On balance, Fifth District manufacturing activity expanded slightly in February, following several months of contraction. Manufacturing shipments and new orders edged slightly higher at many plants, though they remained weak overall. Contacts at packaging and chemical firms said that orders and shipments picked up in February and they suggested that economic conditions were improving somewhat. In contrast, a textiles manufacturer in Asheboro, N.C., reported that his company's year-to-date shipments in 2001 had dropped by 15 percent. In addition, contacts at several chemicals and primary metals industries indicated some slowing in shipments. Across the District, layoffs continued to be announced, although less frequently in the last few weeks. On the price front, soaring natural gas prices drove raw materials costs higher for many District producers. A tire manufacturer in Virginia, for example, reported that higher natural gas prices hiked his company's energy costs by over 33 percent. In labor markets, manufacturing employment weakened in recent weeks, as did the average workweek.
District loan officers generally reported that lending activity was flat in the weeks since our last report. Commercial bankers continued to cite some curtailment of businesses' expansion plans and credit needs. Several bankers noted they had become more selective in extending credit in recent weeks, particularly to companies in the textiles, construction, and health care industries. On a brighter note, a number of loan officers said that interest rate reductions in January had boosted business loan demand somewhat. On the consumer side, a banker in Rocky Mount, N.C., noted that loan demand had also picked up in the aftermath of the interest rate reductions, and he believed that additional reductions would boost loan demand further.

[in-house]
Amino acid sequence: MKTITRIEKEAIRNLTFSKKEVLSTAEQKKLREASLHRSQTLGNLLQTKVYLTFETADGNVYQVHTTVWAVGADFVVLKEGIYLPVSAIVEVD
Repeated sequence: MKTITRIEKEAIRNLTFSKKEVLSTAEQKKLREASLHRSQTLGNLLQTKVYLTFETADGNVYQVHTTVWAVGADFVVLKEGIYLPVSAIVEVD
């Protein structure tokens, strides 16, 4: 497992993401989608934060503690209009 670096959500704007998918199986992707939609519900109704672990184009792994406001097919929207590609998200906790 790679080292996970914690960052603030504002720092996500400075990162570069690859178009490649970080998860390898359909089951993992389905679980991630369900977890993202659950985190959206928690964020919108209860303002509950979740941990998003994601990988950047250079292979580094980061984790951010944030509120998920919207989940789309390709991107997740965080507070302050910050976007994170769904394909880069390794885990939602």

Residential realtors and homebuilders reported that lower mortgage rates and warmer than normal weather had led to a modest pickup in construction and sales in recent weeks. Realtors in Virginia and the District of Columbia were particularly upbeat; a D.C. realtor noted that his January sales "were the highest in 5 months." Sales activity, however, varied considerably across price ranges. Houses in the low-to-middle price range were reported to be selling at a faster clip than higher-priced homes--in part because tumbling stock markets had taken a toll on the wealth of upper-end home buyers. Most District homebuilders reported somewhat lower building materials costs but little change in labor costs.